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Remote Sensing of the Marine Environment: Challenges and Opportunities in the Galapagos Islands of Ecuador

Citation

Brewington, Laura; Frizzelle, Brian G.; Walsh, Stephen J.; Mena, Carlos F.; & Sampedro, Carolina (2014). Remote Sensing of the Marine Environment: Challenges and Opportunities in the Galapagos Islands of Ecuador.. Denkinger, Judith & Vinueza, Luis (Eds.) (pp. 109-136). New York: Springer Science+Business Media.

Abstract

Analysis of marine and coastal systems is of fundamental importance to environmental scientists, engineers, and managers. Since the 1960s, remote sensing has played an important role in characterizing the marine environment, with particular emphasis on sea surface features, temperature, and salinity; mapping of shorelines, wetlands, and coral reefs; local fisheries and species movements; tracking hurricanes, earthquakes, and coastal flooding; and changes in coastal upwelling and marine productivity. This chapter reviews marine applications of remote sensing worldwide, exploring contemporary satellite systems, research themes, and analytical methods. In the Galapagos Islands of Ecuador, marine remote sensing has been limited to the use of large-scale daily image-gathering systems, such as CZCS, MODIS, SeaWiFS, and AVHRR, due to persistent cloud cover and constrained research budgets. Recent advances in satellite technology and availability, however, offer new opportunities for remote sensing in the Galapagos archipelago and beyond. Moderate-resolution sensors like SPOT and Landsat continue to be relevant for regional-scale evaluations of marine and coastal environments, identifying hotspots or focal areas for the use of more fine-grained imagery like QuickBird, WorldView-2, and aerial photographs. Radar systems like Aquarius and SAR show promise in new lines of oceanographic research, including sea surface salinity and the differentiation of mangrove subspecies. The use of ancillary or in situ data for calibration and validation of remotely-sensed image analysis can overcome the limitations of sensors used in bathymetric applications, while advances in cellular and GPS technology facilitate real-time reporting from citizen scientists for integrated monitoring of environmental and social change.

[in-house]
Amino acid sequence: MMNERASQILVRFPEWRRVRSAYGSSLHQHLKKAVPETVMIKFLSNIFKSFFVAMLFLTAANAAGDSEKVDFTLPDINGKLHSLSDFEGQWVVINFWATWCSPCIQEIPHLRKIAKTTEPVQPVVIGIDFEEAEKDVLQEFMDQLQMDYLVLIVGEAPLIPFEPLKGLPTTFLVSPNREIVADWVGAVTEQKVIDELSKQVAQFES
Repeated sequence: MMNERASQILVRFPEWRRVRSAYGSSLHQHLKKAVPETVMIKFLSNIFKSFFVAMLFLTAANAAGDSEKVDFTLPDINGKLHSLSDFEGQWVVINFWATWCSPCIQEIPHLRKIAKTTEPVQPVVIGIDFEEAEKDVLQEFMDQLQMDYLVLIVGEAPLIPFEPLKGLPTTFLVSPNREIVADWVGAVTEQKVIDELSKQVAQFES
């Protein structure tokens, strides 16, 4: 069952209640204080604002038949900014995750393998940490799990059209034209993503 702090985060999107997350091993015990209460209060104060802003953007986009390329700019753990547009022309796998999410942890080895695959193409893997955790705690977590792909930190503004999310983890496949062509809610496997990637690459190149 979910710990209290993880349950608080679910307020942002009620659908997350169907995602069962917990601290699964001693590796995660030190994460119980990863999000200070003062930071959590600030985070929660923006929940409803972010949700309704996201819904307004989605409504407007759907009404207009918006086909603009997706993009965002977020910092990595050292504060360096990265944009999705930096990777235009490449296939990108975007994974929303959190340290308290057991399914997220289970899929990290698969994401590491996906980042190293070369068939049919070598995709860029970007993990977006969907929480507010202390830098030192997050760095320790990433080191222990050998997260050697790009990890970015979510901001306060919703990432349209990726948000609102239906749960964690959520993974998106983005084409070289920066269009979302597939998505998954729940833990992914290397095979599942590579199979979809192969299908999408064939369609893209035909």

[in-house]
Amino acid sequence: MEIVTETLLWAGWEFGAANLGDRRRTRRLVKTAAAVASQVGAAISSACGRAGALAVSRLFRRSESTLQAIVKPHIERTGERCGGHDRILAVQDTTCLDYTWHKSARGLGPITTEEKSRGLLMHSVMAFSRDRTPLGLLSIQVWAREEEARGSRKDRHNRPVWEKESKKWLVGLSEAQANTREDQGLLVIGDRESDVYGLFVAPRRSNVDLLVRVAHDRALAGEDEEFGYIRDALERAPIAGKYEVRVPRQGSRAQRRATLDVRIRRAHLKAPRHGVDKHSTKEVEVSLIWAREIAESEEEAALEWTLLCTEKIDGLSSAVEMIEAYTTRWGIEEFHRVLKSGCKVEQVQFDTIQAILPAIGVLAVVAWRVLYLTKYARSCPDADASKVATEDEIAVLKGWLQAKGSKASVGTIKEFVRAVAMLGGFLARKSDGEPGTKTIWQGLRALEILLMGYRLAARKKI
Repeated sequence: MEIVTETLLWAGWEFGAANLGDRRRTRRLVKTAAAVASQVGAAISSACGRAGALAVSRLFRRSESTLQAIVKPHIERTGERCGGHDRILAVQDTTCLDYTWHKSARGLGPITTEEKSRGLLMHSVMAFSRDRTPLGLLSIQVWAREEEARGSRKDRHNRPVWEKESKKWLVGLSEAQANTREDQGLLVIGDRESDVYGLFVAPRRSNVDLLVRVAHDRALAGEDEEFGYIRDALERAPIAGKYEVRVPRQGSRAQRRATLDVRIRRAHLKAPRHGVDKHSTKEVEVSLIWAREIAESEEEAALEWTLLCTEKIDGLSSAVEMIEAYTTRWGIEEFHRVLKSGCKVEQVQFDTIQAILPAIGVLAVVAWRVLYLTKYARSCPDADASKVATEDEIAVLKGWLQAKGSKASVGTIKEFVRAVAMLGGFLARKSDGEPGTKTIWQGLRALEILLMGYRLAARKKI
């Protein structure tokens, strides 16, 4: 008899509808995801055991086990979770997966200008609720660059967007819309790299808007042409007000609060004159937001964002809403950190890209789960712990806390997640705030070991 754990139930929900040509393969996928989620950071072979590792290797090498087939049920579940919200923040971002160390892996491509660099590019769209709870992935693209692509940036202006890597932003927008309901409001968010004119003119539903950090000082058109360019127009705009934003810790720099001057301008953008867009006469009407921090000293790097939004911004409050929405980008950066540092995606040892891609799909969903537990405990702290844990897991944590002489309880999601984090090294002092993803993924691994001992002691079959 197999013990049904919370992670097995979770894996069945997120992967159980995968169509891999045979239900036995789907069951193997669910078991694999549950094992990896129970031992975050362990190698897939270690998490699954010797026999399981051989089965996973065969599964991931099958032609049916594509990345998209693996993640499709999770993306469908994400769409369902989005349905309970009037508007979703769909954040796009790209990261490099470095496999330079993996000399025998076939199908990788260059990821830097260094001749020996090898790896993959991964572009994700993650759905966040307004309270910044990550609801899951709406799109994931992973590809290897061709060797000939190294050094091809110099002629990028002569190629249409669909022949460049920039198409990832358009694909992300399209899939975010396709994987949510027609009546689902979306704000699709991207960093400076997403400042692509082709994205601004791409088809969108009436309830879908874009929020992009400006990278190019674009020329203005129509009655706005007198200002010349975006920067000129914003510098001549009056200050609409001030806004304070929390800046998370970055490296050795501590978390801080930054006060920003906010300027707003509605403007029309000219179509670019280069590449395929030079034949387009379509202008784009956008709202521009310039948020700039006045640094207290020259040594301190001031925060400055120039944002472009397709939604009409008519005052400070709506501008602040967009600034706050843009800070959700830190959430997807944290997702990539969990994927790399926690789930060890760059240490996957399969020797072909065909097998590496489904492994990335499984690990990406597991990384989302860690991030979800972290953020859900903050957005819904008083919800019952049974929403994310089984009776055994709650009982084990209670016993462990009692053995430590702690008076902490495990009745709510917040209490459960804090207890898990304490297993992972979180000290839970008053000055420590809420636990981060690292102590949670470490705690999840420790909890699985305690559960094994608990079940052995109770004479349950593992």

URL

http://dx.doi.org/10.1007/978-3-319-02769-2_6

Reference Type

Book Section

Year Published

2014

Series Title

Social and Ecological Interactions in the Galapagos Islands

Author(s)

Brewington, Laura
Frizzelle, Brian G.
Walsh, Stephen J.
Mena, Carlos F.
Sampedro, Carolina